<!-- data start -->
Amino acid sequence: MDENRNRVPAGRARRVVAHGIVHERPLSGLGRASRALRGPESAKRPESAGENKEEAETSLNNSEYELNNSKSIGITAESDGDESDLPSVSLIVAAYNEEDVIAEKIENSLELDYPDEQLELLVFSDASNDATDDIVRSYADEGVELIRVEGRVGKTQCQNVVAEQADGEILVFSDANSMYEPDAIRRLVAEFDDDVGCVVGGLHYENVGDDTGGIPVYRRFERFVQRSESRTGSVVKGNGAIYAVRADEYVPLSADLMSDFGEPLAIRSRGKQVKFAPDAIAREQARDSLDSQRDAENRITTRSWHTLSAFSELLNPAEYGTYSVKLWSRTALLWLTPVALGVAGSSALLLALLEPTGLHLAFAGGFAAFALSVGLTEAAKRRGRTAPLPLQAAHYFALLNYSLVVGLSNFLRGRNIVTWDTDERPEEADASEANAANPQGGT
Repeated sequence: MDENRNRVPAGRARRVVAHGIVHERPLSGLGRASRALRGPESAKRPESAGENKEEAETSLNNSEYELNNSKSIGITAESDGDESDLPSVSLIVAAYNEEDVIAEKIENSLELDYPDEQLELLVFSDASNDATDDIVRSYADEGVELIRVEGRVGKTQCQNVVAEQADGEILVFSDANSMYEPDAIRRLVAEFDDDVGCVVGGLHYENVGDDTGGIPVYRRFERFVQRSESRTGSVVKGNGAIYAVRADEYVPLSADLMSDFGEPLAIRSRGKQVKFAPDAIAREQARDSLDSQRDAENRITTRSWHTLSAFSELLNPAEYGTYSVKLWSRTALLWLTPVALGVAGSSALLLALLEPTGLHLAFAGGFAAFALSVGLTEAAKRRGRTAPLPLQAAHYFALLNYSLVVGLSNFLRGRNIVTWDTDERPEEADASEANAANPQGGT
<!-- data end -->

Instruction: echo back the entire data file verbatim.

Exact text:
Amino acid sequence: MDENRNRVPAGRARRVVAHGIVHERPLSGLGRASRALRGPESAKRPESAGENKEEAETSLNNSEYELNNSKSIGITAESDGDESDLPSVSLIVAAYNEEDVIAEKIENSLELDYPDEQLELLVFSDASNDATDDIVRSYADEGVELIRVEGRVGKTQCQNVVAEQADGEILVFSDANSMYEPDAIRRLVAEFDDDVGCVVGGLHYENVGDDTGGIPVYRRFERFVQRSESRTGSVVKGNGAIYAVRADEYVPLSADLMSDFGEPLAIRSRGKQVKFAPDAIAREQARDSLDSQRDAENRITTRSWHTLSAFSELLNPAEYGTYSVKLWSRTALLWLTPVALGVAGSSALLLALLEPTGLHLAFAGGFAAFALSVGLTEAAKRRGRTAPLPLQAAHYFALLNYSLVVGLSNFLRGRNIVTWDTDERPEEADASEANAANPQGGT
Repeated sequence: MDENRNRVPAGRARRVVAHGIVHERPLSGLGRASRALRGPESAKRPESAGENKEEAETSLNNSEYELNNSKSIGITAESDGDESDLPSVSLIVAAYNEEDVIAEKIENSLELDYPDEQLELLVFSDASNDATDDIVRSYADEGVELIRVEGRVGKTQCQNVVAEQADGEILVFSDANSMYEPDAIRRLVAEFDDDVGCVVGGLHYENVGDDTGGIPVYRRFERFVQRSESRTGSVVKGNGAIYAVRADEYVPLSADLMSDFGEPLAIRSRGKQVKFAPDAIAREQARDSLDSQRDAENRITTRSWHTLSAFSELLNPAEYGTYSVKLWSRTALLWLTPVALGVAGSSALLLALLEPTGLHLAFAGGFAAFALSVGLTEAAKRRGRTAPLPLQAAHYFALLNYSLVVGLSNFLRGRNIVTWDTDERPEEADASEANAANPQGGT